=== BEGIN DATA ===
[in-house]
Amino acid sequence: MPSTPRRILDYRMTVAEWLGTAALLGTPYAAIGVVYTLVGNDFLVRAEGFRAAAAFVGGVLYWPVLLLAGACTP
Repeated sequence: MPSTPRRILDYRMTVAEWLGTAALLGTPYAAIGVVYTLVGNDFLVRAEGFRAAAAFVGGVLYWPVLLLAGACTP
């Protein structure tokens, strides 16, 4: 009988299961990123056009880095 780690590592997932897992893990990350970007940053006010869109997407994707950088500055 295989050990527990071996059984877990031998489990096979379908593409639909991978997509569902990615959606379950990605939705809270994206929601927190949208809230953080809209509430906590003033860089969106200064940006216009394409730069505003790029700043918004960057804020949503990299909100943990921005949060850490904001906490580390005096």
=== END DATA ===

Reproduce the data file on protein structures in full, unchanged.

[in-house]
Amino acid sequence: MPSTPRRILDYRMTVAEWLGTAALLGTPYAAIGVVYTLVGNDFLVRAEGFRAAAAFVGGVLYWPVLLLAGACTP
Repeated sequence: MPSTPRRILDYRMTVAEWLGTAALLGTPYAAIGVVYTLVGNDFLVRAEGFRAAAAFVGGVLYWPVLLLAGACTP
């Protein structure tokens, strides 16, 4: 009988299961990123056009880095 780690590592997932897992893990990350970007940053006010869109997407994707950088500055 295989050990527990071996059984877990031998489990096979379908593409639909991978997509569902990615959606379950990605939705809270994206929601927190949208809230953080809209509430906590003033860089969106200064940006216009394409730069505003790029700043918004960057804020949503990299909100943990921005949060850490904001906490580390005096």